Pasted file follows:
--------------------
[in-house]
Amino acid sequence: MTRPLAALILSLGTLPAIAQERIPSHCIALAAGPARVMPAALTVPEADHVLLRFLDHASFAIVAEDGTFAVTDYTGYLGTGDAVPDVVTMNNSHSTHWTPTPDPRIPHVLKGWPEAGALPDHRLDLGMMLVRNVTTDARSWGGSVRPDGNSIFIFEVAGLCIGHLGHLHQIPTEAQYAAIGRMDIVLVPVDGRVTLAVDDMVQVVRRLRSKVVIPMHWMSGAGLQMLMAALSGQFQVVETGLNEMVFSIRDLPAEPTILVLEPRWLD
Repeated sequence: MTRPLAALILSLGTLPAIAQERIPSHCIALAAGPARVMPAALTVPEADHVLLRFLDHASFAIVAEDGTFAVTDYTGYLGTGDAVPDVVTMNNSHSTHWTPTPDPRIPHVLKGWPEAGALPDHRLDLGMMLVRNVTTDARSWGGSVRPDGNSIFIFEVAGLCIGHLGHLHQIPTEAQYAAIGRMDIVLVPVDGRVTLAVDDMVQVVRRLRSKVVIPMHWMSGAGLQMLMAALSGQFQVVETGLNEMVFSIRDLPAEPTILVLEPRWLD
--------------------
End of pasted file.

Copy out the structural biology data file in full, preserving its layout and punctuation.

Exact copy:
[in-house]
Amino acid sequence: MTRPLAALILSLGTLPAIAQERIPSHCIALAAGPARVMPAALTVPEADHVLLRFLDHASFAIVAEDGTFAVTDYTGYLGTGDAVPDVVTMNNSHSTHWTPTPDPRIPHVLKGWPEAGALPDHRLDLGMMLVRNVTTDARSWGGSVRPDGNSIFIFEVAGLCIGHLGHLHQIPTEAQYAAIGRMDIVLVPVDGRVTLAVDDMVQVVRRLRSKVVIPMHWMSGAGLQMLMAALSGQFQVVETGLNEMVFSIRDLPAEPTILVLEPRWLD
Repeated sequence: MTRPLAALILSLGTLPAIAQERIPSHCIALAAGPARVMPAALTVPEADHVLLRFLDHASFAIVAEDGTFAVTDYTGYLGTGDAVPDVVTMNNSHSTHWTPTPDPRIPHVLKGWPEAGALPDHRLDLGMMLVRNVTTDARSWGGSVRPDGNSIFIFEVAGLCIGHLGHLHQIPTEAQYAAIGRMDIVLVPVDGRVTLAVDDMVQVVRRLRSKVVIPMHWMSGAGLQMLMAALSGQFQVVETGLNEMVFSIRDLPAEPTILVLEPRWLD